This study uses a multiscale, multimethods approach to examine the effects of declining timber harvests on the well-being of forest communities in the Pacific Northwest as a result of the Northwest Forest Plan (the Plan). We found that the effects of declining timber harvests were variable and depended on the importance of the timber sector in a community in the late 1980s, the extent to which federal timber supported that sector, and the degree to which local residents depended on US Forest Service jobs. In addition, we found that other goods, services, and opportunities associated with federal lands declined under the Plan, further affecting communities by curtailing private and public sector business and employment opportunities. Community effects also depended on the unique circumstances of a community. A socioeconomic well-being index we developed indicated that overall, communities within five miles of a federal forest were not doing as well as communities farther away.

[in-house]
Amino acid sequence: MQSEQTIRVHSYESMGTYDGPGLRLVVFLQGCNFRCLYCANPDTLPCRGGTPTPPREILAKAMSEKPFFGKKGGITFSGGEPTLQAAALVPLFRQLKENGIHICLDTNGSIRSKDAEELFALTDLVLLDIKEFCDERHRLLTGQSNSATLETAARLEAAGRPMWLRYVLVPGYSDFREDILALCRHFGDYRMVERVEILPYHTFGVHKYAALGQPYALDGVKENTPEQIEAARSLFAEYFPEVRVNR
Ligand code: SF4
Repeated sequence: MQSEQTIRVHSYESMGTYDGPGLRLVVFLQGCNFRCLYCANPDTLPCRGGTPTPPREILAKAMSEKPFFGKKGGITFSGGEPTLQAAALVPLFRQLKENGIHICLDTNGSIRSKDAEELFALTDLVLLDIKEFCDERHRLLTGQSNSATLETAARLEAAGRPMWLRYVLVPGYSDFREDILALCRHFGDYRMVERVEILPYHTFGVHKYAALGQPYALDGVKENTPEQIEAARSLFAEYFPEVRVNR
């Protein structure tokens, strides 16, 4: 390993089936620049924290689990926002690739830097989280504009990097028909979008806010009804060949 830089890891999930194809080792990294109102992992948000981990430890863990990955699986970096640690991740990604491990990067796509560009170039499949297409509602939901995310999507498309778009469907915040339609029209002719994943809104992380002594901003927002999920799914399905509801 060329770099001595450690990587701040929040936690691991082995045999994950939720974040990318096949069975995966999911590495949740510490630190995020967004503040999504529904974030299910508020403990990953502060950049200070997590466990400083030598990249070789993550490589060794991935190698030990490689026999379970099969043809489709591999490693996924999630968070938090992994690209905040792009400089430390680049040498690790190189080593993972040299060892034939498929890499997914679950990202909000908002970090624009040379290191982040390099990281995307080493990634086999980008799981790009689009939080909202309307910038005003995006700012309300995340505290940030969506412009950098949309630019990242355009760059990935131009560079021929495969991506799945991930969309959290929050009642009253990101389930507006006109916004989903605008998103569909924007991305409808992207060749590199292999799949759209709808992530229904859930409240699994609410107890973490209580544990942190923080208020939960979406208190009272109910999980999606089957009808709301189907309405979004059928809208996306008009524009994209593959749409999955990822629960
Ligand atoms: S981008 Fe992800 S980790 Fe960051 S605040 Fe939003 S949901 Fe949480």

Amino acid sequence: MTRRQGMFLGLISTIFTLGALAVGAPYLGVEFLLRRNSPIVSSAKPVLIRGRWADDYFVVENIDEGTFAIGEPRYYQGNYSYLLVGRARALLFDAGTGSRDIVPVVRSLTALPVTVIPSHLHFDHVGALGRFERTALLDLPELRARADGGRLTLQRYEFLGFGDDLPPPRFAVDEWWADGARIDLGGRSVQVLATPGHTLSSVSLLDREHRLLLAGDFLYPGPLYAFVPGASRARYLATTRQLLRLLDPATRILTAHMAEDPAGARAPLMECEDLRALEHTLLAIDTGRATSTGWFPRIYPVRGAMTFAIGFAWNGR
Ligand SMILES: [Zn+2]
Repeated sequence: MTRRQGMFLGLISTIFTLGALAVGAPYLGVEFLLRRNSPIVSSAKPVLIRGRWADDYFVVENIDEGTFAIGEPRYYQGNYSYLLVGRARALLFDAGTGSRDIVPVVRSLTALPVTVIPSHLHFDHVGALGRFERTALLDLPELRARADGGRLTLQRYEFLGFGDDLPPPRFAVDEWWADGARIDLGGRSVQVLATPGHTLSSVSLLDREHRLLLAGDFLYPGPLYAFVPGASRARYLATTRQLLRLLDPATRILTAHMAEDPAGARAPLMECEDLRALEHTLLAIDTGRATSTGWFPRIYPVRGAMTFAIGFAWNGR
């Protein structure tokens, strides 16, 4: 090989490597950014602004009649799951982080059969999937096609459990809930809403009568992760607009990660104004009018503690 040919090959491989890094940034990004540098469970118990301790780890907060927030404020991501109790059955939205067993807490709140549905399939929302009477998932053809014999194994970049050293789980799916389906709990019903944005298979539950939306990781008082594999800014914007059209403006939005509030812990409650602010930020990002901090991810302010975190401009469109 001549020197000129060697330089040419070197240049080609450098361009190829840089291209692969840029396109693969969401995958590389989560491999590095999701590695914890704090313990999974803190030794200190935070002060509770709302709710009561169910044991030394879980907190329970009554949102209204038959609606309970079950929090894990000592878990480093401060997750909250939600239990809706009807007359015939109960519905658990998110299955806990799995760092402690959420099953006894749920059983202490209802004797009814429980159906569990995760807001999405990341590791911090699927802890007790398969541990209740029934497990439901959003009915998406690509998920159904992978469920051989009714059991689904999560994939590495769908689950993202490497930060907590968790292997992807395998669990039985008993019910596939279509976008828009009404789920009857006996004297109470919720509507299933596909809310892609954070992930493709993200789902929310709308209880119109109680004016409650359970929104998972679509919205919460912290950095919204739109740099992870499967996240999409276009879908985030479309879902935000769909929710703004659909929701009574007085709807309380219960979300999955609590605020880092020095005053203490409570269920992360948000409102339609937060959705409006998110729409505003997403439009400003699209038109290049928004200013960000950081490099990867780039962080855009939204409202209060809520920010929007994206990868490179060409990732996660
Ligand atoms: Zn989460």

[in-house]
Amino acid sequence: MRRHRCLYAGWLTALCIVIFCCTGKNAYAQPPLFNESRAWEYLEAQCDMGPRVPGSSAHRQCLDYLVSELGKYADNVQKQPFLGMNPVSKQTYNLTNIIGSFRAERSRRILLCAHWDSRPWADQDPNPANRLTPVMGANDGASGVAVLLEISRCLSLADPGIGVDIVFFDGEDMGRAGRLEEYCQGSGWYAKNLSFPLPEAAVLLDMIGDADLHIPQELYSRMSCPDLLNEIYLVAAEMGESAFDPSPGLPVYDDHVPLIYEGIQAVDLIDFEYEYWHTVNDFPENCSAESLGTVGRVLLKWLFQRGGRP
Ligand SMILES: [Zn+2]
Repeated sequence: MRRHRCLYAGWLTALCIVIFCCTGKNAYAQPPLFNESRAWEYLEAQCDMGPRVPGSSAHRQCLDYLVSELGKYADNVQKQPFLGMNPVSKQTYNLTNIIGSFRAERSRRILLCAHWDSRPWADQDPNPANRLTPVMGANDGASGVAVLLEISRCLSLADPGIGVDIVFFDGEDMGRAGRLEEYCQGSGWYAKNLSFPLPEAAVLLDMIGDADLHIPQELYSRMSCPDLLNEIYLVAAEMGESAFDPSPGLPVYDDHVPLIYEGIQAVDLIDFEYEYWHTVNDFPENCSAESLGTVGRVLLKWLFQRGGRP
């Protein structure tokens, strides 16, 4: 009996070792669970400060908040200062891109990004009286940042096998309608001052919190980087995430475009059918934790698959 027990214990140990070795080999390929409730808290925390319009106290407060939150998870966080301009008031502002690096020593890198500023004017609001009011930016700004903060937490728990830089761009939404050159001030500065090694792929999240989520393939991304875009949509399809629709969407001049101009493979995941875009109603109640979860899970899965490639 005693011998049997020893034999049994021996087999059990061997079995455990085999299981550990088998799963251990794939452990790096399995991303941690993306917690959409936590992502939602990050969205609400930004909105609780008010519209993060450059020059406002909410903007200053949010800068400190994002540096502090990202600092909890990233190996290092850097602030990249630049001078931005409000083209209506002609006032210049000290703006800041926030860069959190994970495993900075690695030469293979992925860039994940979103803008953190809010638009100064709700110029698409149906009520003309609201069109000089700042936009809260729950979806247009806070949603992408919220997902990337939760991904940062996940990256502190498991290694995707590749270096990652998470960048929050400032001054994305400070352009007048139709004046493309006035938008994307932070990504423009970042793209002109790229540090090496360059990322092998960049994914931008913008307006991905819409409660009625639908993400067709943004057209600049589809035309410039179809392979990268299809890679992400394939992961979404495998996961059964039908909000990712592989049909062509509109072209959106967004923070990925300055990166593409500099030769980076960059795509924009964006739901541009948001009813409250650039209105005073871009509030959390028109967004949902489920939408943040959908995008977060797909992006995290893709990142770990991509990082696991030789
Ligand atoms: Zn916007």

The Journal of Forestry is the most widely circulated scholarly forestry journal in the world. In print since 1902, the Journal has received several national awards for excellence. The mission of the Journal of Forestry is to advance the profession of forestry by keeping forest management professionals informed about significant developments and ideas in the many facets of forestry: economics, education and communication, entomology and pathology, fire, forest ecology, geospatial technologies, history, international forestry, measurements, policy, recreation, silviculture, social sciences, soils and hydrology, urban and community forestry, utilization and engineering, and wildlife management. The Journal is published bimonthly: January, March, May, July, September, and November.